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Boards should not mindlessly support CEOs: Ex-SEBI chief Damodaran

There are boards in and outside India that do not understand their role, says former SEBI chief M Damodaran.

November 27, 2018 / 04:58 PM IST

Corporate governance in India is in a better position than where it was a few years back, says M Damodaran, chairperson, Excellence Enablers, and former chairman, SEBI, UTI and IDBI. India does not need more laws to ensure good corporate governance with performing directors in boardrooms; the enforcement of the existing ones is enough.

While there is a positive change in favour of corporate governance among investors and many private sector organisations, the government’s response leaves a lot to be desired, said Damodaran in an extensive interview with Moneycontrol Opinion Editor Viju Cherian. Edited Excerpts:

Q: On November 19, Nissan’s former chief Carlos Ghosn was arrested for fraud, leading to his sacking. How do you think this reflects on the board and on corporate governance in general?

A: It all stems from a clear understanding of the role of the board. There are boards in and outside India that do not understand their role…and in the absence of a clear role, what they end up doing is extending mindless support to the CEO.

The CEO is someone who is identified with the company, who’s often the face of the company, in good times the person to whom all good is attributed to, and therefore, they’re (the board) quite happy playing the role of cheerleaders. When the whole thing blows up in the face, excuses get trotted out as explanations but, clearly, they’re no more than excuses.


The board role — and it’s not rocket science — is: superintendence, directions and control. It has no executive or operational responsibility as that is the management’s responsibility. However, it has to ensure that the management does its job properly. That is the responsibility of the board….The board, as representatives of the stakeholders, can hold the management to account. If this relationship goes wrong, everything goes wrong.

Q: What are your views about corporate governance in India?

A: Let me try hard and be positive to the extent possible. We are in a better position today than where we were 4-5 years back. I think a large number of companies recognise that governance is important if you’re going to stay around and prosper on a long-term basis.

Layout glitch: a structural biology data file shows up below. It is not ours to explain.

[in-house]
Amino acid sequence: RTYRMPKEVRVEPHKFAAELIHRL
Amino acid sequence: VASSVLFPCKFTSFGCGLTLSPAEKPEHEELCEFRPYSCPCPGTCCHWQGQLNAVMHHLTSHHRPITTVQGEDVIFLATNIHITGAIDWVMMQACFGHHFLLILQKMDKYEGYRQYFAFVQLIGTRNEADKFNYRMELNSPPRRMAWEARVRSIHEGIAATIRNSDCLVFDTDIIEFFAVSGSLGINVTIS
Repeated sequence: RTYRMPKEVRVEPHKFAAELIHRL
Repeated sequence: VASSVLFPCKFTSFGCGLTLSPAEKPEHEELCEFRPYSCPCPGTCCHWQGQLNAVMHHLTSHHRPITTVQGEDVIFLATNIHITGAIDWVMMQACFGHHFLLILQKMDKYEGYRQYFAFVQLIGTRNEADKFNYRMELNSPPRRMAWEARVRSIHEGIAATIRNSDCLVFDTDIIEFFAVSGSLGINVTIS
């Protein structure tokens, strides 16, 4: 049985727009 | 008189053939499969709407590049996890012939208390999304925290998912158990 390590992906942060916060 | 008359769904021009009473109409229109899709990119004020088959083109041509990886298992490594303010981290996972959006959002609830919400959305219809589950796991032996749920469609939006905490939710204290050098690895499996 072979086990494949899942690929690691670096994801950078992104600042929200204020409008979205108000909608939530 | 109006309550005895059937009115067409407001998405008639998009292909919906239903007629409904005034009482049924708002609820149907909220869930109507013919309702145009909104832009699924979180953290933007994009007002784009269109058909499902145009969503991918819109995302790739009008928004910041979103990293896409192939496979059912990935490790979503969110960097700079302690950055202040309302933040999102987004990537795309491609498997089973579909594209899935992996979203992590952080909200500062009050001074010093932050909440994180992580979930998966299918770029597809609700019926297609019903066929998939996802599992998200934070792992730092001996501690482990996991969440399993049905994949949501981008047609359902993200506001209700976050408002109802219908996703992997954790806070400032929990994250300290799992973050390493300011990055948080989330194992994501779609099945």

Q: How is corporate governance in India in comparison with the international situation?

A: Internationally, there are some who have been doing the right thing both within and outside boardrooms. We will not immediately measure up to them. However, we’re certainly better off than many countries where there is not even a pretence of corporate governance.

Q: Can you elaborate on that view?

A: What are we doing now? We’re writing new laws and regulations, but that’s not the way to go. Laws should be simple, straightforward and not amended too often so that there is continuity and certainty. Enforcement is important and so is regulation.

There is no shortage of laws. The problem, especially in India, is that when something goes wrong, somebody wants to write a law or a regulation. This happened even after (the) Satyam scandal. It was a self-confessed fraud which did not need any new legal provision; the existing laws were enough. Our systems are so dilatory — not just the regulatory agencies but also our courts. Compare Nick Leeson and Harshad Mehta: look at what happened to Leeson — everything got over so quickly. Mehta had one conviction under Section 138 and nothing under the Securities Act. In India, the time taken is several years or decades, and by the time we come to a conclusion, that conclusion is meaningless.

Q: From the point of view of corporate governance, is there a mismatch between the pace at which things are moving and the pace required to maintain progress?

A: Let me look at it from SEBI’s point of view. More surveillance throws up more cases, which are taken in a chronological order. To clean this up, the consent mechanism was introduced (when I was chairman). This was done so that the technical and smaller issues do not clog the system. The regulatory capacity is also a factor here, and so is the technology application in the commission of an offence.

Q: So we’re playing catch-up.

A: That will always be the case. The policeman always runs after the thief…but you got to run reasonably close to the thief; you got to anticipate. Don’t wait for everything to go wrong and then act. But do we have the resources for that?

What I would like to see at SEBI — I tried to do it while I was there but it did not find favour at the concept stage itself — is to create a separate organisation outside SEBI for enforcement and investigation. So when you have a complex case, you bring in professionals from outside for a limited time period specific to the requirements of that case. Investigation will get over in a time-bound manner and you’ll have people with the required skillsets. Like in the United States and the United Kingdom, we need movement between the regulatory organisation and the regulated entity. We need such a system. Such a movement will help anticipate problems or even plug loopholes.

Q: Why do you think this approach was not considered?

A: It faced the usual problem we face in India: everything is suspected before given a fair trial.

Q: Are we to blame the bureaucratic setup for this delay and attitude?

A: It’s unfair to blame the bureaucracy because in the bureaucratic setup you cannot sacrifice process — but the processes are outdated and in some sense they’re all creating a defence case. This leads to decisions not being taken because there is safety in not taking decisions.